L. brunescens and AHL mutants were grown in NB liquid medium at 28°C at 180 rpm; the cultures were collected at the indicated time points and centrifuged at 12,000 rpm for 10 minutes, and the supernatant was extracted with the same volume of ethyl acetate, as previously described (Ling et al., 2019). Two liters of the organic phase of every treatment was evaporated at 47°C, and the crude extract was dissolved in 2 ml dimethyl sulfoxide (DMSO). Two microliters of the crude extract and approximately 107 AHL bioassay strain cells per ml were added to AT medium and incubated at 28°C at 180 rpm for 12 h followed by assays for β-galactosidase specific activity (Miller, 1972; Fuqua and Winans, 1994; Zhu and Mekalanos, 2003). A thin-layer chromatography (TLC) assay was used to analyze the AHLs biosynthesized by L. brunescens strains, as previously described (Zheng et al., 2015), using a sensitive AHL indicator strain. Briefly, concentrated crude extracts were applied to C18 reversed-phase TLC plates (Whatman) and incubated at 28°C for 12 h.

For the identification of AHLs, the supernatant was extracted with the same volume of chromatographically pure dichloromethane, and AHLs were identified by ESI-MS/MS. The structures of AHLs were calculated by the following formulas: for Cn ×2 + 4-HSL, n = (m/z-1-171)/28; for 3-hydroxyl-Cn×2+4-HSL, n = (m/z-1-187)/28; for 3-oxo-Cn×2+4-HSL, n = (m/z-1-185)/28 (Yang et al., 2009).

Growth Measurements

L. brunescens OH23 and the AHL knockout mutants were cultured in NB medium at 28°C with shaking at 180 rpm until the OD600 was approximately 1.0 [which corresponds to approximately 109 CFU/ml (Colony Forming Units/ml), about 18 to 22 h]. One milliliter of culture for each strain was transferred to 50 ml of new liquid NB medium, and the cultures were incubated at 28°C with shaking at 180 rpm. To measure growth, the OD600 value was determined every 12 h for each culture using a BioPhotometer Plus (Eppendorf, Germany) until each culture reached the stationary phase. Three replicates were performed for each treatment, and the experiment was repeated three times.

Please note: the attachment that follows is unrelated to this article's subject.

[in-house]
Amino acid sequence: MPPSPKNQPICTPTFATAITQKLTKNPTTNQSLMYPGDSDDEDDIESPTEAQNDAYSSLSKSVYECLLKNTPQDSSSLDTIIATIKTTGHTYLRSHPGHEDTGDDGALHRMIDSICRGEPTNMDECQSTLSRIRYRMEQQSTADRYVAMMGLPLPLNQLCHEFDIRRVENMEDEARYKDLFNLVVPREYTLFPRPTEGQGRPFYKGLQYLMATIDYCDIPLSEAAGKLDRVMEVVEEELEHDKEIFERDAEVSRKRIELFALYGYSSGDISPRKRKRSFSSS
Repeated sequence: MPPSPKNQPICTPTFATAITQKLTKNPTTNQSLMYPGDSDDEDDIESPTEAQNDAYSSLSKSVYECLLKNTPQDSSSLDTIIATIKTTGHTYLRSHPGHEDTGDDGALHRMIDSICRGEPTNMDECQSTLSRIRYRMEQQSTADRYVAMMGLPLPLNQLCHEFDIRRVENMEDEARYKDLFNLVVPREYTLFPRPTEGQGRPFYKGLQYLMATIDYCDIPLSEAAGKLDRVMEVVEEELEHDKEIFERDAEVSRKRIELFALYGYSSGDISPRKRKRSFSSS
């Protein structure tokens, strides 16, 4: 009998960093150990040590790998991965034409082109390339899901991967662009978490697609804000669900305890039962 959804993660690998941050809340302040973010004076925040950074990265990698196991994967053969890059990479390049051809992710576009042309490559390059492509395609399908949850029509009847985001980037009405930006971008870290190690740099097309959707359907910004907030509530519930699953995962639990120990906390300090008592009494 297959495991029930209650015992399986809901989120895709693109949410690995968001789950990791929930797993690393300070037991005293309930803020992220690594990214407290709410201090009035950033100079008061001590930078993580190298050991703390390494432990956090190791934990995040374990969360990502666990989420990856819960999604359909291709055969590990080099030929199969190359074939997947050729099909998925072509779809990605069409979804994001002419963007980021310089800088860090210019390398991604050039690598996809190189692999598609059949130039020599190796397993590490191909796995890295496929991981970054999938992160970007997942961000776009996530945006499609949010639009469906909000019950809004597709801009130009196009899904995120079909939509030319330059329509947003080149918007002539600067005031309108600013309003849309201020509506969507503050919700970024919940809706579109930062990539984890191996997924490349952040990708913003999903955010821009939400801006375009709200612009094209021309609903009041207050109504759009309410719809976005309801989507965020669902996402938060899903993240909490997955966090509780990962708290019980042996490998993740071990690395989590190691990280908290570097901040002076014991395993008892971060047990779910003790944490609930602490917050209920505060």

Sucrose Consumption Assays

One milliliter (OD600 was approximately 1.0, about 18 to 22 h) of culture for test strain was transferred to 50 ml of new liquid NB medium and incubated at 28°C with shaking at 180 rpm; samples were collected every 12 h. The cells were removed by centrifugation, and the supernatants were used to analyze the concentrations of sucrose by using a sucrose detection kit (Solarbio, Beijing Solarbio Science & Technology Co., Ltd.).

Autolysis Assays

Autolysis assays were performed as described by Mani et al. with modifications (Chitnis et al., 1990; Mani et al., 1993). Bacteria were grown in NB liquid medium at 28°C with shaking at 180 rpm to an OD600 of approximately 0.7 (about 16 to 18 h). The cells were washed twice with PBS, resuspended in the same volume of PBS and incubated at 28°C with shaking at 180 rpm. Optical density was measured at the indicated time points. The results were normalized to an OD600 at time zero, and percent lysis was calculated using the formula% autolysis = [OD600 (t0)-OD600 (t)]/OD600 (t0).

Effect of the AHL Quorum-Sensing System on XSAC Production

The ability of the wildtype and AHL mutants to produce XSAC was measured by an anti-Xanthomonas activity assay (diameter of inhibition zone), which was described previously (Ling et al., 2019). Briefly, the pathogenic strain X. oryzae pv. oryzae RS105 was incubated in NB liquid medium at 28°C with shaking at 180 rpm until the culture OD600 was approximately 1.0; L. brunescens OH23, ΔlbsR and ΔlbsI mutants were incubated in NB liquid medium at 28°C with shaking at 180 rpm until the indicated time points. For X. oryzae pv. oryzae RS105, 100 ml of liquefied NB solid medium was incubated at 45°C for 30 min, mixed with 108 cells, and then poured into plates for the anti-Xanthomonas activity assay. The cultures of L. brunescens OH23, ΔlbsR and ΔlbsI were centrifuged, and the supernatants were separately incubated at 85°C for 30 min; 30 μl of the treated supernatant from the cultures at the indicated time points was added to the hole in the selection plates. All plates were cultured at 28°C, and the zones of inhibition were photographed and compared after 2 days. XSAC production was evaluated, as represented by the diameter of the inhibition zone. Three replicates were performed for each treatment, and the experiment was repeated three times.